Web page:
Robe marron 2 en 1 I was browsing in one of my LinkedIn Groups and stumbled across this great question. Seeing as I’m in radio sales, I’ve got pretty strong opinions about this topic. Below is my response.
Robe en jean coton Hey Steven, what an amazing “fully loaded” question!
Robe de marié manches trois-quart Here is my short answer – Yes.
I believe marketing is about communication. To me, good marketing means that a brand experience lives up to its promise. Good marketing happens when a brand understands that every interaction in the company-brand-customer continuum is a marketing touch point. The more consistent and emotional the connection, the more equity the brand builds.
In my opinion, the companies that win at building brand equity are the ones who execute four things really well.
1. They listen to their customers and give them a voice
2. They efficiently distribute relevant and sharable and emotional branded stories
3. They live up to their brand promise and deliver remarkable (see purple cow) branded experiences
4. They communicate with consumers wherever they may be
Great marketers can use any tool they like (traditional, social, mobile or digital) to achieve these results so long as it aligns with their customers media consumption behavior. It really doesn’t matter what media platform you use so long as it reaches the right customers. As John Coltrane once said “you can play a shoestring if you’re sincere”
Having a social or digital platform does not guarantee that a brand will be found. The message matters (see Simon Sinek Start with Why). Adding value matters (see Jeffrey Gitomer). Stories Matter (see Made to Stick). Building your own audience matters (see Brains on Fire, mystarbucksidea, Fiskateers, Dell ideastorm). Just as you can inundate with ads on traditional platforms, you can spam on social or digital.
If you haven’t looked at the Consumer Decision Journey by McKinsey Quarterly or ZMOT by Google, I’d suggest you give those two studies some time. They’re fantastic, groundbreaking pieces that have helped me understand how consumers are influenced by, and use media to evaluate and select brands.
I’ve come to think of Traditional and Digital media as symbiotic tools. Just as a hammer and a nail don’t do the same thing, both are needed to build a house. In the same way, a good marketing strategy should harmoniously blend traditional and digital elements to build a brand.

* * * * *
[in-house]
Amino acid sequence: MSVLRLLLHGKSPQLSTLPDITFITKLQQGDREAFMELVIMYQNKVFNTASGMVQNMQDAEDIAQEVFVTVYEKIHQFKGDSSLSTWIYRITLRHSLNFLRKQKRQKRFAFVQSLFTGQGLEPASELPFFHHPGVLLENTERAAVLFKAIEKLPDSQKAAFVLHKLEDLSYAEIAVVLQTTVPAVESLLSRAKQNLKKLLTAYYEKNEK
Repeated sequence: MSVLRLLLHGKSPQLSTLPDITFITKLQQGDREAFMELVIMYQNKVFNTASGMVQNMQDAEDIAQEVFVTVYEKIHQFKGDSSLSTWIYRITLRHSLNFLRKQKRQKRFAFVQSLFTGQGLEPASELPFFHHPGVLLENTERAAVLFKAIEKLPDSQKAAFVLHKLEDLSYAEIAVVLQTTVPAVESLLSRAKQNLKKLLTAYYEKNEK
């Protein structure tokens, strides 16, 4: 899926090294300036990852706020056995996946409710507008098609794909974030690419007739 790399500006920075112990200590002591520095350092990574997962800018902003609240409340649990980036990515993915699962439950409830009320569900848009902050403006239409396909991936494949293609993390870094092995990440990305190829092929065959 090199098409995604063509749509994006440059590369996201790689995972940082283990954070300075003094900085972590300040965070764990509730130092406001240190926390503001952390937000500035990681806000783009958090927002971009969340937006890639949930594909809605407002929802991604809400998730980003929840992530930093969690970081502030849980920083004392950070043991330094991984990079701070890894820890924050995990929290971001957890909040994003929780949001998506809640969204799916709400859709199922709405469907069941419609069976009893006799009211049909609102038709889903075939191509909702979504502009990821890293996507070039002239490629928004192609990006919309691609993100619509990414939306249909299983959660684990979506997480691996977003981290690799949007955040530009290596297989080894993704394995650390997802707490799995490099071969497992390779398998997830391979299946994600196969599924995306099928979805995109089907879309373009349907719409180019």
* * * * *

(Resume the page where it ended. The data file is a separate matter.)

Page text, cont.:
Traditional broadcasters have spent years and millions of dollars researching and to cultivate their own enormous audiences. While sometimes it may seem like it, broadcasters didn’t earn or maintain their large audience by running ads 24/7. They deliver interesting content broken up with ads which any company can rent to gain the attention of the broadcast audience. I think of traditional platforms as amplifiers. These amplifiers can cheaply and quickly distribute a brand’s message to virtually every segmented demographic audience. Want to speak to 50+ year old men? Try the newspaper. Need to get your message out to teenage girls? Try your local top 40 radio station. Need to reach sports fans? Piggyback on a hockey broadcast. It’s hard to measure the effect of traditional advertising in large part because a brand doesn’t own the data of the broadcaster’s audience. But, a brand can measure the ripples of that message impact by directing the audience to its own social or digital ecosystem.
On the other hand, social/digital platforms allow any company to become multimedia broadcasters and build an audience around their own brand. While it’s a very exciting time, the downside is that it takes time, strategy, patience and content to build that audience. By understanding your consumer’s needs, social and digital platforms can accelerate relationships, convert prospects into sales and service customers in ways that were never before possible. Its easier to measure because, you own the traffic data & metrics (or should figure it out) of your digital outposts.
Does this make sense? Told you it was a long answer:)
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